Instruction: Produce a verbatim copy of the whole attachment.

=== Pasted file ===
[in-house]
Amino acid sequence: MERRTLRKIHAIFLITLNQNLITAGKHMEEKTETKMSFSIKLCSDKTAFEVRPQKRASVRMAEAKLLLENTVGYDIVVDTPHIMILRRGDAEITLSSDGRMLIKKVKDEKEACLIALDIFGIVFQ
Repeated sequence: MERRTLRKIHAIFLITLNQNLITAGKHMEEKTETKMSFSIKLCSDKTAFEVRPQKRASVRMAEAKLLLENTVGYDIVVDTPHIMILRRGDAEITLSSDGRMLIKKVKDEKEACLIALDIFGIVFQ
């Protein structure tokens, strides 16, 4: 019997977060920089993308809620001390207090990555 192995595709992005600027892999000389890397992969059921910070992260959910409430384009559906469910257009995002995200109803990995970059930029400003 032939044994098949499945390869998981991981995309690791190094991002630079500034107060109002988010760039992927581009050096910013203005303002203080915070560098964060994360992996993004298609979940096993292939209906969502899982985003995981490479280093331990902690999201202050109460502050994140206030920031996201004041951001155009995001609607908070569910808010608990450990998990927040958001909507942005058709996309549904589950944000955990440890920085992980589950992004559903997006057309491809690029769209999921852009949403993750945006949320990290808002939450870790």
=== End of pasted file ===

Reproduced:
[in-house]
Amino acid sequence: MERRTLRKIHAIFLITLNQNLITAGKHMEEKTETKMSFSIKLCSDKTAFEVRPQKRASVRMAEAKLLLENTVGYDIVVDTPHIMILRRGDAEITLSSDGRMLIKKVKDEKEACLIALDIFGIVFQ
Repeated sequence: MERRTLRKIHAIFLITLNQNLITAGKHMEEKTETKMSFSIKLCSDKTAFEVRPQKRASVRMAEAKLLLENTVGYDIVVDTPHIMILRRGDAEITLSSDGRMLIKKVKDEKEACLIALDIFGIVFQ
């Protein structure tokens, strides 16, 4: 019997977060920089993308809620001390207090990555 192995595709992005600027892999000389890397992969059921910070992260959910409430384009559906469910257009995002995200109803990995970059930029400003 032939044994098949499945390869998981991981995309690791190094991002630079500034107060109002988010760039992927581009050096910013203005303002203080915070560098964060994360992996993004298609979940096993292939209906969502899982985003995981490479280093331990902690999201202050109460502050994140206030920031996201004041951001155009995001609607908070569910808010608990450990998990927040958001909507942005058709996309549904589950944000955990440890920085992980589950992004559903997006057309491809690029769209999921852009949403993750945006949320990290808002939450870790």